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Should You File for an Extension? 

by Andrew D. Schwartz, CPA

April 15th is just around the corner.  If you won't be able to complete your tax returns by then, don't forget to file Form 4868, Application for Automatic Extension, with the IRS (available at www.irs.gov).  Keep in mind that when you file for an extension, you're asking for more time to finish your paperwork, not to pay any money that is due. 

If you owe taxes as of April 15th, expect to pay interest and a penalty on the amount due.  The penalty rate varies based on the amount of taxes owed after April 15th:

  • Failure to Pay Penalty:  If you owe less than 10% of your final tax liability and filed for an extension by April 15th, the "failure to pay" penalty runs at 0.5% per month.

  • Failure to File Penalty:  If you don't file an extension request by April 15th, or owe more than 10% of your total tax liability for the year, the "failure to file" penalty runs at 5% per month, up to a maximum of 25% of the taxes owed.

Let's look at an example where you earn $100,000 this year and your tax liability is $20,000.  As long as you end up paying less than $2,000 when you file your tax return later this year, you'll avoid the 5% per month failure to file penalty.  By having 90% of your total tax liability paid in by April 15th, filing an extension provides you with an extra four months to come up with the remaining tax dollars you owe at a relatively low interest rate.

Self-employed individuals might benefit by filing for an extension as well.  That's because you have until the due date of your tax return, including extensions, to fund your retirement accounts for the year.  If you don't have a retirement plan set up yet, that's no problem.  A SEP IRA can be established as late as the extended due date of your return.

By filing a Form 4868 with the IRS, you'll give yourself an additional four months to fund your retirement plan and deduct the contribution made on your prior year's return.  One strategy commonly employed by self-employed individuals is to pay the full amount of taxes due with an extension, and then to fund their retirement plans prior to August 15th.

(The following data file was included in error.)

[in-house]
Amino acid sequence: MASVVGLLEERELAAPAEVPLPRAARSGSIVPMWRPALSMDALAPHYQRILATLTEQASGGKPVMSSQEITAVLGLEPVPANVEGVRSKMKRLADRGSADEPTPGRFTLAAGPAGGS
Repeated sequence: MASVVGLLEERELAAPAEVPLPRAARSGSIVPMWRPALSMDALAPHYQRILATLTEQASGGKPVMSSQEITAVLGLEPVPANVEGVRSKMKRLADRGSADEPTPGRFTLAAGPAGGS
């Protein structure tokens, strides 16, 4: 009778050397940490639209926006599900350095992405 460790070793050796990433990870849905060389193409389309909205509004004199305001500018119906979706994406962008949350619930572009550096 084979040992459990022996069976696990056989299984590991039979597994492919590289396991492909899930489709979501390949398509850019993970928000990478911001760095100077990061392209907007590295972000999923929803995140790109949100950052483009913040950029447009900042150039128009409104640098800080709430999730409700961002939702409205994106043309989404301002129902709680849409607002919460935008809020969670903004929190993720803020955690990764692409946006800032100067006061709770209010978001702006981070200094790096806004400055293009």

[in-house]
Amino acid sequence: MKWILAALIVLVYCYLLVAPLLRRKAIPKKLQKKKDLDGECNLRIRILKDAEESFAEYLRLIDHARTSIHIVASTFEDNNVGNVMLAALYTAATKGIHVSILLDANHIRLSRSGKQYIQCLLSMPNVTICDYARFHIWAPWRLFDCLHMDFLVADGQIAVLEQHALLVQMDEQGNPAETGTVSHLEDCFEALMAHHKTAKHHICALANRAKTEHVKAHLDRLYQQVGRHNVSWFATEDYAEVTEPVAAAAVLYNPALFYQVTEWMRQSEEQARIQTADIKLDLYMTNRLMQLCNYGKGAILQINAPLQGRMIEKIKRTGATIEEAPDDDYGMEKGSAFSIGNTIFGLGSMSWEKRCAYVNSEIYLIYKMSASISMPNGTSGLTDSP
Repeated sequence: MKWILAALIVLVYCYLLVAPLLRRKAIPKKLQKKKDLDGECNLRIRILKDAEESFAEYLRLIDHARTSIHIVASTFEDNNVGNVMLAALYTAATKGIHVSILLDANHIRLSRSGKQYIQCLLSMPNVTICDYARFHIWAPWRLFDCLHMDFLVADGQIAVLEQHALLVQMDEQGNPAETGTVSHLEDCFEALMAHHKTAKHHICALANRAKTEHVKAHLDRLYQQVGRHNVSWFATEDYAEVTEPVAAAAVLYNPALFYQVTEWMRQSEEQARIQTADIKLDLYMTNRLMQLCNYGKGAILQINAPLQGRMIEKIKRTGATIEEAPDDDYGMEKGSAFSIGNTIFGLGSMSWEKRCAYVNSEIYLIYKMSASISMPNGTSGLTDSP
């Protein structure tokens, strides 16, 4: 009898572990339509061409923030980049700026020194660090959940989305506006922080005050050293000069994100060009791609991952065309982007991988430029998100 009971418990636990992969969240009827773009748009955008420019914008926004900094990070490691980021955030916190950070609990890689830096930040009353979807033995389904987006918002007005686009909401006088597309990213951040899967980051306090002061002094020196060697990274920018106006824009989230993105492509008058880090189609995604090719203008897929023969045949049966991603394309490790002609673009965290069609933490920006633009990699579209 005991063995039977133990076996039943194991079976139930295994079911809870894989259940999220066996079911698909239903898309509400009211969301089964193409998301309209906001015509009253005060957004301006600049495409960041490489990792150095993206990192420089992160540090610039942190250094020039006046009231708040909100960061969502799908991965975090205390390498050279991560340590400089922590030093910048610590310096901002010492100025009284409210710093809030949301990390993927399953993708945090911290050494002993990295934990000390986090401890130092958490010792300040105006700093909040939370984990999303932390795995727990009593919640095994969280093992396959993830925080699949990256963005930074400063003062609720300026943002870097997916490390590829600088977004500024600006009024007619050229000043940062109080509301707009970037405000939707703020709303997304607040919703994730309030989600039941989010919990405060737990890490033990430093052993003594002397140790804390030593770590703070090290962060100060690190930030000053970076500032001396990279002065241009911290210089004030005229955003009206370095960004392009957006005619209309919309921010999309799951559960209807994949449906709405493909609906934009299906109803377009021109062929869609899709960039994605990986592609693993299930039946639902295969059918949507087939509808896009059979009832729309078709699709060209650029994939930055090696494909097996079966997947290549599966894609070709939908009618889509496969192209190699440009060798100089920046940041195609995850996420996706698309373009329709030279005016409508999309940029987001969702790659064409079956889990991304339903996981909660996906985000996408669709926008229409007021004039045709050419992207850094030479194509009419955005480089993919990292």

Keep in mind that an extension does not give you any more time to fund your IRAs and ESAs for 2004.  The due date for these tax-advantaged retirement plans and college savings accounts is April 15th.

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TAX AND FINANCIAL PLANNING CALENDAR FOR APRIL, 2005

Month

Income Taxes

Saving and Investing

 

 

April

  • Personal income tax returns are due 4/15/05

  • Request for automatic extension, Form 4868, due 4/15/05

  • 1st Quarter estimates due 4/15/05

  • Due date for funding your 2004 Roth or Traditional IRA, or Education Savings Account (ESA) is 4/15/05

  • Due date for self-employed individuals to fund their retirement plans is 4/15/05

  • Self-employed individuals who need additional time to fund a retirement plan should file a Form 4868 with the IRS by 4/15/05

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2004 & 2005 TAX FACTS
  • For 2004 the standard deduction for a single individual is $4,850 and for a married couple is $9,700. A person will benefit by itemizing once allowable deductions exceed the applicable standard deduction. Itemized deductions include state and local income taxes (or sales taxes), real estate taxes, mortgage interest, charitable contributions, and unreimbursed employee business expenses.
  • For 2004, the personal exemption is $3,100. Individuals will claim a personal deduction for themselves, their spouse, and their dependents. 
  • The maximum earnings subject to social security taxes will be $90,000 for 2005 up from $87,900 in 2004.
  • The standard mileage rate is $.375 per mile for 2004, and will increase to $.405 per mile for 2005. .
  • The maximum annual contribution into a 401(k) plan or a 403(b) plan is $14,000 for 2005.  And if you'll be 50 or older by December 31, 2005, you can contribute an extra $4,000 into your 401(k) or 403(b) account this year.
  • The maximum annual contribution to your IRA is $3,000 for 2004.  And once you turn 50, you can contribute an extra $500 into your IRA this year.  You have until April 15, 2005 to make your 2004 IRA contributions.  For 2005, you can contribute up to $4,000 ($4,500 if 50 or older) into your IRA.

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copyright - 2005 - The REPTaxes Network